Amazon plans to launch a content delivery network to give application developers a vehicle for distributing public web content with low latency and high data transfer rates.
Now in private beta testing and scheduled for public release before the end of the year, this content delivery service will be the latest cloud-computing offering from Amazon Web Services, which also provides hosted computing capacity, e-commerce and storage services. The move was announced yesterday on the Amazon Web Services Blog.
Amazon Web Services aims to offer developers a suite of generic computing, payment, billing, fulfillment and web search services so that they can focus on the work of making their applications.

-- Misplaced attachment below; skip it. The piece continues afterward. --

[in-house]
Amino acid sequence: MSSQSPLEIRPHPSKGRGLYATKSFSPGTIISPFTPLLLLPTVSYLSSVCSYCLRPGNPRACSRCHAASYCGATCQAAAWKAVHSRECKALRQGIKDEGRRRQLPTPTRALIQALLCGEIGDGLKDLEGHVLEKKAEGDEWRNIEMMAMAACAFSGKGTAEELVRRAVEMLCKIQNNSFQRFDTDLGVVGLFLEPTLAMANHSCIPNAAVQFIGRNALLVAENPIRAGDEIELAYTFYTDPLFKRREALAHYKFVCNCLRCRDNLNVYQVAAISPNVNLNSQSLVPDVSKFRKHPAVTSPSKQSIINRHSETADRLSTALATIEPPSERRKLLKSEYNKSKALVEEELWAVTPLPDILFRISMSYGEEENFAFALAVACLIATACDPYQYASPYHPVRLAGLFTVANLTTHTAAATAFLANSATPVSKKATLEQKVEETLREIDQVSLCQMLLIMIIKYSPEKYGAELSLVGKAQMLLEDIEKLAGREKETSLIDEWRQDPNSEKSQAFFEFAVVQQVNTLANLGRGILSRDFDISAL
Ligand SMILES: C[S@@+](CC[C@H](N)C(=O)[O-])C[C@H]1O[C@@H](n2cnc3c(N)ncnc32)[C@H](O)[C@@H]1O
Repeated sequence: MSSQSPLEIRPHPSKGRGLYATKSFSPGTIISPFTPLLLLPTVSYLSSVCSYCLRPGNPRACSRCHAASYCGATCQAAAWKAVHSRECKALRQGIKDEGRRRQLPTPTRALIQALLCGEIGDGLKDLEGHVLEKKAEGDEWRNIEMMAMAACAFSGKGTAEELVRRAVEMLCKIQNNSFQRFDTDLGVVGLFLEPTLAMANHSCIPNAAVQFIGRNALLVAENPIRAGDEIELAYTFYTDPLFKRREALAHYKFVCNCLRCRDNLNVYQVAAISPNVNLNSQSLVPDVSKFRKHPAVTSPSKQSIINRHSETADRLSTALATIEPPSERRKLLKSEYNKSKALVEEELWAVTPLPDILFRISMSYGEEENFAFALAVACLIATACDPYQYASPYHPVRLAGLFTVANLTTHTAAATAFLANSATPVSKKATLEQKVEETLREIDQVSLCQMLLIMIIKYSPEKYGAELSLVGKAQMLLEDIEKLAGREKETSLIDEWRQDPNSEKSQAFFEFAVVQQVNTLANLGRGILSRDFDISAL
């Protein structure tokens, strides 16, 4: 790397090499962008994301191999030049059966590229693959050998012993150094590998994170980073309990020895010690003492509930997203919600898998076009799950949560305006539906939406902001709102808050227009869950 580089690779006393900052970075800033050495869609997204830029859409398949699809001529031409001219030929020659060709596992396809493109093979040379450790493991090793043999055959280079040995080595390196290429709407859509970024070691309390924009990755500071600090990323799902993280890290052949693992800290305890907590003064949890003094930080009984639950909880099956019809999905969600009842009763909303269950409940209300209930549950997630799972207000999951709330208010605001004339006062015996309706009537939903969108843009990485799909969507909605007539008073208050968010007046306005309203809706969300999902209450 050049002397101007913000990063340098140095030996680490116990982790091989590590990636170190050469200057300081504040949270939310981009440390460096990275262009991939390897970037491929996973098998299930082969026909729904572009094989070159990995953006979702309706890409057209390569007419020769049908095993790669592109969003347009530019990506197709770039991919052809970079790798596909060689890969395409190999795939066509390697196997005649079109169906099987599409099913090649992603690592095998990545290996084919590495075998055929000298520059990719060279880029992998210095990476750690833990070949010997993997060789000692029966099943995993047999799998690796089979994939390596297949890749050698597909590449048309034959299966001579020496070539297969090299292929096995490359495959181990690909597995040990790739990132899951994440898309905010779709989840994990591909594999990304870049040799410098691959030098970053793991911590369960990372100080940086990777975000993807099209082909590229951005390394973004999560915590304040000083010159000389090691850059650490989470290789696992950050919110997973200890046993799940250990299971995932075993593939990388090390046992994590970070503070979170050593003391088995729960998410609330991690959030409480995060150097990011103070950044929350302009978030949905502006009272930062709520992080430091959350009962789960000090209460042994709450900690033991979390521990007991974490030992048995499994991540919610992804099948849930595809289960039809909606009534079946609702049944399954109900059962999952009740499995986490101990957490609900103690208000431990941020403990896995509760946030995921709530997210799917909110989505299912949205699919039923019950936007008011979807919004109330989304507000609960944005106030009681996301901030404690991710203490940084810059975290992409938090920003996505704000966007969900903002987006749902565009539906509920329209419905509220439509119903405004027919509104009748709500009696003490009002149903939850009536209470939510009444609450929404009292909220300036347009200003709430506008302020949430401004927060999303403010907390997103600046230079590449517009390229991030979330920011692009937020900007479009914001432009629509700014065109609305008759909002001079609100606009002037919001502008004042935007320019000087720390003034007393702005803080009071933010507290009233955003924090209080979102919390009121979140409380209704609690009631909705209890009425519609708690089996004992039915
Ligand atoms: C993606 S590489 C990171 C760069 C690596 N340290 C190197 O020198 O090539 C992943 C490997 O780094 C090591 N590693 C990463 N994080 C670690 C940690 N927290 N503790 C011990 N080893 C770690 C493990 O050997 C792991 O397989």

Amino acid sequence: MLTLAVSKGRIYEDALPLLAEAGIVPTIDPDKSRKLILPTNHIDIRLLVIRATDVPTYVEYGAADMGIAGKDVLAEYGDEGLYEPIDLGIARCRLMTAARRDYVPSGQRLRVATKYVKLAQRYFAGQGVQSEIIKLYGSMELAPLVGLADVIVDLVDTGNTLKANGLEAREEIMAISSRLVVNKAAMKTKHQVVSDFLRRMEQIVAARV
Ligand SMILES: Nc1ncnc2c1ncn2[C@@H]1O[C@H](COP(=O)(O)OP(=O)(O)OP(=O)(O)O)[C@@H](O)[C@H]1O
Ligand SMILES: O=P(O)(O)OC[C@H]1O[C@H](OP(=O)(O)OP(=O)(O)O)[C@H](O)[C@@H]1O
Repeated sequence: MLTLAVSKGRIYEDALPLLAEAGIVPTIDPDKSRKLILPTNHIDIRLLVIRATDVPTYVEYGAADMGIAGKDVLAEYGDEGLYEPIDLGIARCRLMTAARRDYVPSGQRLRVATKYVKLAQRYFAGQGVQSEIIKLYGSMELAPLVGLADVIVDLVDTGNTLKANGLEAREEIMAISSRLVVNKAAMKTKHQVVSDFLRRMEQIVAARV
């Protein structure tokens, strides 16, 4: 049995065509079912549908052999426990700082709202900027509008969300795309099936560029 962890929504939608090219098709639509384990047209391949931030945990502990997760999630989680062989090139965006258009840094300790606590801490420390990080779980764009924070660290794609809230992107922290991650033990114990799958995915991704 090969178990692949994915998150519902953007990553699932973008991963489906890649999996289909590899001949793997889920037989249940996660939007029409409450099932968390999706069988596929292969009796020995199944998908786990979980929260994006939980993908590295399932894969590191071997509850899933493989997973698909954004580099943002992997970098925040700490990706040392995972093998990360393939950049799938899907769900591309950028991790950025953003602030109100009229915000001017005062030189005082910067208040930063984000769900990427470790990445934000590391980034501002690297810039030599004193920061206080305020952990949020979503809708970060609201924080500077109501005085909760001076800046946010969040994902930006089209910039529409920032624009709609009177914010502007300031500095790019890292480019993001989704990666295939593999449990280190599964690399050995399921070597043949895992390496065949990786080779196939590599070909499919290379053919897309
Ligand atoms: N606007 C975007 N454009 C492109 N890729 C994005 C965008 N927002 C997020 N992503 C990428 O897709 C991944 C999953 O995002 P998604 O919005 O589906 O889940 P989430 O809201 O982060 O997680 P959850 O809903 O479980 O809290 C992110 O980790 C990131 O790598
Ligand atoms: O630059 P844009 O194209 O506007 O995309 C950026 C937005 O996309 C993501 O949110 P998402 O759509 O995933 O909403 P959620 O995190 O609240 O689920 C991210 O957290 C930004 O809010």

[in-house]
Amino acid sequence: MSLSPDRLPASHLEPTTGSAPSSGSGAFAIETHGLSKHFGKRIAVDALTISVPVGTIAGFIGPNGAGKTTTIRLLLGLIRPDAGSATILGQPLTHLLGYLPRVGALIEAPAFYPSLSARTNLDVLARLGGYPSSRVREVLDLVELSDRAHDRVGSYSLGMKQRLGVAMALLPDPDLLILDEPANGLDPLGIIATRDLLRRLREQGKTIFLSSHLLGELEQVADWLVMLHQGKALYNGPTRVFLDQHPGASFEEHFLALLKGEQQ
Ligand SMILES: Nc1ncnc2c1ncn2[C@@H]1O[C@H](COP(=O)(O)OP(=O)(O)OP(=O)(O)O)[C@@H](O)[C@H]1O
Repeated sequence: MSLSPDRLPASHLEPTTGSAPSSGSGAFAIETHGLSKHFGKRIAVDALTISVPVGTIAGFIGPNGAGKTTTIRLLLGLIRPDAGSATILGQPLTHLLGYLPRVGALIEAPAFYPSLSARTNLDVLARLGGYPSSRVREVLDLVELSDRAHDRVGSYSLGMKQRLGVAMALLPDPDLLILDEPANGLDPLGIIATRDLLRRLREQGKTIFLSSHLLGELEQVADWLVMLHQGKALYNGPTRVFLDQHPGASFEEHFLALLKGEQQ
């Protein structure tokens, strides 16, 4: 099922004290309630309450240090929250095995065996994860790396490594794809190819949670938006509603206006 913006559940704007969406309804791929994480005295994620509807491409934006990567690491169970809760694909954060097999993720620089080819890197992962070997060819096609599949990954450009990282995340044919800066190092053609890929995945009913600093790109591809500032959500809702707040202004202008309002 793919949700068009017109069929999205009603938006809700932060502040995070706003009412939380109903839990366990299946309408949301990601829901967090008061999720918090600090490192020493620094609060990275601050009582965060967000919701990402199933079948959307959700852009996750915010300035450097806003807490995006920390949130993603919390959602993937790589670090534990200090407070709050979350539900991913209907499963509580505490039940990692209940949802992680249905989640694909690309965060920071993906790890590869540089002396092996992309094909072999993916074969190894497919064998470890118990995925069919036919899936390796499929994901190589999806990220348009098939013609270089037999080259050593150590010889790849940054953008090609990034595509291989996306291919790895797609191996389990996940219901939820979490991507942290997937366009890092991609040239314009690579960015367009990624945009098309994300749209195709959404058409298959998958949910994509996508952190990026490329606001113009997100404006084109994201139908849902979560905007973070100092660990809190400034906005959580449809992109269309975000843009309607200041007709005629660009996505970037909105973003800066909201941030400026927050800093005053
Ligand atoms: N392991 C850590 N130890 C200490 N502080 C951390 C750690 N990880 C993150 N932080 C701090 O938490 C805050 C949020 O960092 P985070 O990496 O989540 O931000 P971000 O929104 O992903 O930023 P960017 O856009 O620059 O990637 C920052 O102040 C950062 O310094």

Amazon Web Services is part of the growing cloud-computing trend, in which IT vendors are hosting software in their own data centers and making it accessible via the internet so that the clients don't have to install it on their premises. This model, in theory, reduces hardware provisioning costs for clients and saves them the time and effort of installing and maintaining software.
Following the model of other Amazon Web Services offerings, the content delivery service will be billed based on usage, without requiring upfront usage or flat fee commitments.
Developers will only need to access a single API (application programming interface) to hook their web applications to the content delivery network. The service has been designed to work "seamlessly" with Amazon's S3 hosted storage service. The content network will deliver content from locations in three continents to reduce latency.
"Using a global network of edge locations this new service can deliver popular data stored in Amazon S3 to customers around the globe through local access," wrote Amazon CTO Werner Vogels in his blog.